Swedish ambassador to Zimbabwe Stan Rylander said the European Union was working with a group of Zimbabweans to craft a programme that would remove the security chiefs as a threat to future reform, but he told United States embassy officials that this must be handled carefully.
Rylander said the programme would take some time to take effect and acknowledged the difficulty in having any contact with the more senior security officials.
He said it was important to have contact if they were to know what the security chiefs were thinking to have any hope of influencing them.
Viewing cable 09HARARE920, HARARE: AMBASSADOR’S MEETING WITH SWEDISH
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FM AMEMBASSY HARARE
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INFO RUCNSAD/SOUTHERN AF DEVELOPMENT COMMUNITY COLLECTIVE
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NSC FOR SENIOR AFRICA DIRECTOR MICHELLE GAVIN
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SUBJECT: HARARE: AMBASSADOR’S MEETING WITH SWEDISH
¶1. (SBU) SUMMARY: The Swedish Ambassador to Zimbabwe
believes that the two keys to improvement of the situation
here are economic stabilization and security sector reform.
He is skeptical of improvement in the political situation,
but thinks that SADC is taking a stronger position and South
African President Zuma is not as supportive of Mugabe as his
predecessor was. The West should take another look at the
sanctions list within the next few months, and if there is
some positive progress, consider removing some from it,
especially parastatals. We should also consider adding to
the list. While we should continue to point out the
shortcomings and misdeeds of ZANU-PF, we should at the same
time keep the door open for dialogue with them. END SUMMARY.
ECONOMY AND SECURITY ARE THE KEYS TO DEVELOPMENT
¶2. (SBU) On November 23 I met with Swedish Ambassador to
Zimbabwe Sten Rylander. Rylander has been at post for nearly
four years and has nearly 30 years experience in southern
African affairs. A strong proponent of political and
economic development in Zimbabwe, he says that he has been
frustrated in his efforts to get through to his contacts in
ZANU-PF the importance of working to develop the country
properly. The keys to positive development are economic
stabilization and security sector reform. For the former,
nothing will really happen until Reserve Bank of Zimbabwe
(RBZ) Governor Gideon Gono is removed from that position. He
said he has spoken to Gono a number of times about this.
Gono has said he would be willing to step down, but he is
worried about his security. Also, Mugabe won’t let him quit.
To that end, Rylander believes that the recent rumor of
Gono’s selection to a position in the Manicaland ZANU-PF
structure might be a positive sign, and a way for Mugabe to
save face. If Gono moves to the new position it wouldn’t
look like Mugabe was caving to outside pressure. The fact
that the SADC Troika and South African President Zuma have
all indicated that Gono should be reassigned can’t have been
lost on Mugabe or the rest of the ZANU-PF leadership, but
they have been recalcitrant up to now.
¶3. (SBU) On the issue of security sector reform, Rylander
said that if this is not done right, nothing else will be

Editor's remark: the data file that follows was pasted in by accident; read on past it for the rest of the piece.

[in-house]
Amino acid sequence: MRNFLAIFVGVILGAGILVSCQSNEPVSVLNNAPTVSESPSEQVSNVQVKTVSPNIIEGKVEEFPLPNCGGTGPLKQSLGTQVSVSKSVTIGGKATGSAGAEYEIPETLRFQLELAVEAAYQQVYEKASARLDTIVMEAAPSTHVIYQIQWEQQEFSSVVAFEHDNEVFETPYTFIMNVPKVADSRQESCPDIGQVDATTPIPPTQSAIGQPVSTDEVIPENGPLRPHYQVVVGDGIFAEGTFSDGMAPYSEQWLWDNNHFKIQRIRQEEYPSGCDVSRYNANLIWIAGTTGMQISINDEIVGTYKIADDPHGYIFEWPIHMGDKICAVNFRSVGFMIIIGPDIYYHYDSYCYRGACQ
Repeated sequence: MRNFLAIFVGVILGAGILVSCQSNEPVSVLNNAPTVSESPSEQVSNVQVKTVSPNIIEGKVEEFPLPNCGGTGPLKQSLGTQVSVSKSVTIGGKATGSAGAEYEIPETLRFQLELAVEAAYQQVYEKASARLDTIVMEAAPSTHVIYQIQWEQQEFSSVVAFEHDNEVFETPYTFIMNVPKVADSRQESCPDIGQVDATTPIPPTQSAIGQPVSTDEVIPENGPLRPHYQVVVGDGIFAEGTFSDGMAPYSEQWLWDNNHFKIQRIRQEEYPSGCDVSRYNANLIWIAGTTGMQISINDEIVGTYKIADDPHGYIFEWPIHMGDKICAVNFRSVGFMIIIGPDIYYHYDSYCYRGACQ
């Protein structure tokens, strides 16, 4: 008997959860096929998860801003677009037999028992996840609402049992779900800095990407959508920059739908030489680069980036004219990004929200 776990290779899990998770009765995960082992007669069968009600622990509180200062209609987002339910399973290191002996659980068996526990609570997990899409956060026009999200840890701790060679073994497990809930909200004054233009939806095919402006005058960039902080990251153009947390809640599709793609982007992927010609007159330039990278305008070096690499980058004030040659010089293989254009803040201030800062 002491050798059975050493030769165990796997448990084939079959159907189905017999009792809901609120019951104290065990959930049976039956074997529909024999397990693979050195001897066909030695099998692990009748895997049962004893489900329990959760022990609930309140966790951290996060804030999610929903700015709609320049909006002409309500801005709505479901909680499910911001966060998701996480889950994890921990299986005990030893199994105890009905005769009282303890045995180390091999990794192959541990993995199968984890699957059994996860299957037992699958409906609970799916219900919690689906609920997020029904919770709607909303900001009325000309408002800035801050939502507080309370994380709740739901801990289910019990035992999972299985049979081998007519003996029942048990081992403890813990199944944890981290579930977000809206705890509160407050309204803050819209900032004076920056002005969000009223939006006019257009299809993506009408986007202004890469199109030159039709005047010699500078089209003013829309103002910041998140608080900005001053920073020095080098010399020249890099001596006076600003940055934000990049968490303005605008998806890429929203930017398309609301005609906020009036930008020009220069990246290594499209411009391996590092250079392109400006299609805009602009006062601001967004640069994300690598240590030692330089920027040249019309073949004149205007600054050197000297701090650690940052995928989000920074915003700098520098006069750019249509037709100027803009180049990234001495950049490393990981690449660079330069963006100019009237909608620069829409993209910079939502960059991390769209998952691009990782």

effective. The EU is currently working with a group of
Zimbabweans to craft a program that will remove the security
chiefs as a threat to future reform, but it must be handled
carefully. It will also, he said, take some time to take
effect. He acknowledged the difficulty in having any contact
with the more senior security officials, but said that it is
important that there be contact if we are to know what they
are thinking or have any hope of influencing them. This same
principle applies to everyone in government; which does not
mean we stop criticizing them publicly when they misbehave.
A NEW LOOK AT SANCTIONS
¶4. (SBU) Rylander believes that it is only barely possible
that there will be some positive development within the next
few months. He said that the West needs to be prepared for
the eventuality of such progress and that we need to take a
fresh look at the sanctions list, especially the parastatals.
If there is political movement in the right direction, we
Q If there is political movement in the right direction, we
need to be prepared to remove some from the list. He said
that recently he met with Finance Minister Tendai Biti who
informed him that there were eight entities on the list that
are currently not funding ZANU-PF and are paying money into
the treasury, and they should be delisted. There are even a
few individuals on the list, Rylander said, who perhaps
should be removed if there is political progress. We should
also consider adding to the list any who have behaved in ways
similar to those currently on the list.
¶5. (SBU) Rylander is hardly soft on the GOZ, and that is
all the more reason that his view on reviewing the sanctions
list and striving for dialogue with all parties is a valid
point of view. His views reflect most of the EU embassies
here who believe in the principle, “We can twist their arms,
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but first we must take their hands.” He has also pointed out
a key factor: without some form of insurance for the
security chiefs, there will be little chance of ever
achieving true political reform. END COMMENT.